if not mopve her field for a few days or weeks and see how she goes, also you could try putting some sort of barrey up such as a strip of electric fencing?
Maybe after a few weeks or a couple more days she may get bored and realise that the other horses arnt interested in her and she start to graze like a normal horse does everyday?
I jope this is useful information for you?

horsecrazy15 is offline  
post #3 of 6 Old 04-10-2007, 02:18 AM
Join Date: Jan 2007
Location: Queensland, Australia
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I would say she wants company. That spot is as close as she can get to your neighbours horses so that where she wants to stay. This could be the first time in her life she's been on her own in a paddock (ask the previous owners). Given time she should get over this, however, some horses are worse then others when it comes to the need for company so it amy take a while.

I also ride arabians and in my experience they are an extremely social breed of horse (all horses are but arabs can be terrible for it!). All of our horses buddy up with another and go nuts if parted!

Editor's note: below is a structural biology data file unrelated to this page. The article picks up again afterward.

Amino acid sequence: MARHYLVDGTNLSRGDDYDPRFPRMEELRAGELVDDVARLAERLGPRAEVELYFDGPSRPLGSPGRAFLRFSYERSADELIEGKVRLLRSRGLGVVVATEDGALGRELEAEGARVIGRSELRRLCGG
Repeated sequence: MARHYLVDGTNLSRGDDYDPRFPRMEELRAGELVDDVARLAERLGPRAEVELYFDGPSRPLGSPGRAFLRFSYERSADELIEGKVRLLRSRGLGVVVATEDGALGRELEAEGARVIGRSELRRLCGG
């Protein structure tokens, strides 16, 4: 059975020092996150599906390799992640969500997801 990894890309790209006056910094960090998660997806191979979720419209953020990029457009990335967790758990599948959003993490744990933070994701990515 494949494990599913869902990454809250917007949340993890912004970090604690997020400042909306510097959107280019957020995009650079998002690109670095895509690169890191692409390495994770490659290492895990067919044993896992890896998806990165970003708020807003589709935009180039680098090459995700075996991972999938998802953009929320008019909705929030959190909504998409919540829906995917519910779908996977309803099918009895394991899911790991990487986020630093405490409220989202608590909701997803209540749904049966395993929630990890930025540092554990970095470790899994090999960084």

Also she is young and young horses tend to want company more than older horses.

A solution if she doesn't get over it, is to get a company horse. Either an older experienced horse or a shetland pony or something if you don't have the room for another larger horse. It will keep her company and reassure her if she is frightened.

Riding a horse is not a gentle hobby, to be picked up and laid down like a game of solitaire. It is a grand passion. It seizes a person whole and, once it has done so, he will have to accept that his life will be radically changed.
crackrider is offline  
post #4 of 6 Old 04-11-2007, 12:14 AM
Join Date: Dec 2006
Location: Northeast TN
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In my opinion, she's alone, young and has had her routine changed dramatically.
Younger horses are still striving to achieve some sort of status in the pecking order. They seek structure and a designated place to fit in. She is alone and her age makes her more vulnerable to loneliness and the want of some sort of designated structure.